Setting up a drum set.
Just like setting up the drivers seat of your car; a drummer should properly set up their kit to avoid any unnecessary accidents. Each drummer has a specific way they prefer their set to be arranged. From the height of the seat to the arrangement of toms and cymbals the set-up should allow for maximum efficiency, technique of playing and comfort.
From my experience over the last twenty five years I’ve encountered two types of drummers: those that play their sets and those that fight their sets.
If you’re a fighter these are the things that could be happening; you’re dropping sticks, hitting rims instead of toms or snare, hitting cymbals when trying to do a roll, and missing your cymbals due to placement or height.
Nobody wants to fight a drum set and look like a noob while on stage with their band.
Here are some basic tips to help you set up your kit the right way.
Get your butt in the right seat.
Your throne needs to be set up to allow for balance and comfort at all times. Thighs should be nearly parallel to the ground, with your knees just below the tops of your legs. Depending on comfort and your height you can adjust the level up and down until you find the sweet spot. There are many different styles and thickness of seats to choose from like; motorcycle seats, round seats and seats with the back supports. Find what’s most comfortable for your idea playing posture.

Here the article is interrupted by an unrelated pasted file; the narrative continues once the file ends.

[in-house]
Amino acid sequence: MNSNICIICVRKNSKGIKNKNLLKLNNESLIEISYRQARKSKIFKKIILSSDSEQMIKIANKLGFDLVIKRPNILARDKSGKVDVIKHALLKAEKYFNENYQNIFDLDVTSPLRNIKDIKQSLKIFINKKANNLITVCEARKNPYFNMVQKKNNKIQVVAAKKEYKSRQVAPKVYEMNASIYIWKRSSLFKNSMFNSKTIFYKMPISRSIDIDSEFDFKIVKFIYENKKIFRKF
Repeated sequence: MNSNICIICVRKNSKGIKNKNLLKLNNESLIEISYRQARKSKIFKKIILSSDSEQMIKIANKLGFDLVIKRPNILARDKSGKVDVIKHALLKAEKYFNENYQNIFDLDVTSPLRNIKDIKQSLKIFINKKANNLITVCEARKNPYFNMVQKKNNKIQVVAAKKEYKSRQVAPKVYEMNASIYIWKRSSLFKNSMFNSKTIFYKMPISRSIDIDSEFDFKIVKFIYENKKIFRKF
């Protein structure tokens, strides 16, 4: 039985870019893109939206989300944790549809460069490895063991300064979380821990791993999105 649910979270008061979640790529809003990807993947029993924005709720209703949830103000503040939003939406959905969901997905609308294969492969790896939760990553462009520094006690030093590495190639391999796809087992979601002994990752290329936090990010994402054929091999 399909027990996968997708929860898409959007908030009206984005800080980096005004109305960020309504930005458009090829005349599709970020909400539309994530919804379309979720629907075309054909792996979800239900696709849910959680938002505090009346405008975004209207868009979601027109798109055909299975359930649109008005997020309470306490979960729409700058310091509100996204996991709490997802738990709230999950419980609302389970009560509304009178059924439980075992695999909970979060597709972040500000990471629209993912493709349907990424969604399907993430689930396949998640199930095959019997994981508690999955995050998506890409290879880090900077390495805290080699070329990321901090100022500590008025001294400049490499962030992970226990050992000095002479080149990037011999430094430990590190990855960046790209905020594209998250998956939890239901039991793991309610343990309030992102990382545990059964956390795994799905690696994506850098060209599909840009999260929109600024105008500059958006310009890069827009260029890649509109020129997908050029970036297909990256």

Place the bass drum first.
Some drummers prefer their bass drum in the center of their kit especially if they use a single bass pedal. I prefer mine slightly angled to the right. I use a double bass pedal and this arrangement allows for more foot room for the other pedal and hi-hat. Leave yourself plenty of room to move around freely without knocking into stuff behind you. The upper leg should be parallel with the drum running straight from your hip all the way through to the head so that energy from your hip is focused straight down into your bass drum pedal. If you’re not in a carpeted room, you should get a carpet for your kit to set up on. The bass drum spurs will mess up any linoleum, wood or tile flooring and the whole kit will slide around without one. Utilize the spurs on the front legs to stabilize the bass drum. Adjust the height of the legs so that the front of the bass drum is raised up off the floor at least a finger’s height from the ground to allow for the lift of the batter hoop when you slide your pedal clamp under it.
Setting up the snare.
The snare drum is the most played drum of the whole kit. It should be angled so when you strike it the stick hits almost horizontally. The variables for placement of the snare are determined by comfort, technique and your personal height. If you set it too high you could be hitting the rims too often and too low could cause your hits to leave bruises on your legs or dents in your snare head. Start with a snare height right around the belly button then adjust for your comfort and consistency from there.